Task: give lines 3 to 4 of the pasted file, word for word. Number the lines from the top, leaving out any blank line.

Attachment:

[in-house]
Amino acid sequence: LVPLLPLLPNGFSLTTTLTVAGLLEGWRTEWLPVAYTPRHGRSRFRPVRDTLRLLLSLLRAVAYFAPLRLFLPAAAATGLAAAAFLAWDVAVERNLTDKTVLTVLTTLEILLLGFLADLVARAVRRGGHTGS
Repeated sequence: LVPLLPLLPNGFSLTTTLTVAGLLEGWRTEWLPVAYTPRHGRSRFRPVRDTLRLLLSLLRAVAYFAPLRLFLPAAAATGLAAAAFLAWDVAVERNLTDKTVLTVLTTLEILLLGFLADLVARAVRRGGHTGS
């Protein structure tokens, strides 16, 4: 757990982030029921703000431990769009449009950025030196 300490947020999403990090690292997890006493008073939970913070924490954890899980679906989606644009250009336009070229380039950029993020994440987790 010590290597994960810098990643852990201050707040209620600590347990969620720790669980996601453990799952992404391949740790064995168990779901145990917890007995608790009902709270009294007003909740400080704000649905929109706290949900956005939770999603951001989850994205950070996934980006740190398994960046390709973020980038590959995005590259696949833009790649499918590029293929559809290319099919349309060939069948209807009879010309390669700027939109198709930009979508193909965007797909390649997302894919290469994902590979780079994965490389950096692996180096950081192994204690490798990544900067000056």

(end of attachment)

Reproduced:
Repeated sequence: LVPLLPLLPNGFSLTTTLTVAGLLEGWRTEWLPVAYTPRHGRSRFRPVRDTLRLLLSLLRAVAYFAPLRLFLPAAAATGLAAAAFLAWDVAVERNLTDKTVLTVLTTLEILLLGFLADLVARAVRRGGHTGS
């Protein structure tokens, strides 16, 4: 757990982030029921703000431990769009449009950025030196 300490947020999403990090690292997890006493008073939970913070924490954890899980679906989606644009250009336009070229380039950029993020994440987790 010590290597994960810098990643852990201050707040209620600590347990969620720790669980996601453990799952992404391949740790064995168990779901145990917890007995608790009902709270009294007003909740400080704000649905929109706290949900956005939770999603951001989850994205950070996934980006740190398994960046390709973020980038590959995005590259696949833009790649499918590029293929559809290319099919349309060939069948209807009879010309390669700027939109198709930009979508193909965007797909390649997302894919290469994902590979780079994965490389950096692996180096950081192994204690490798990544900067000056």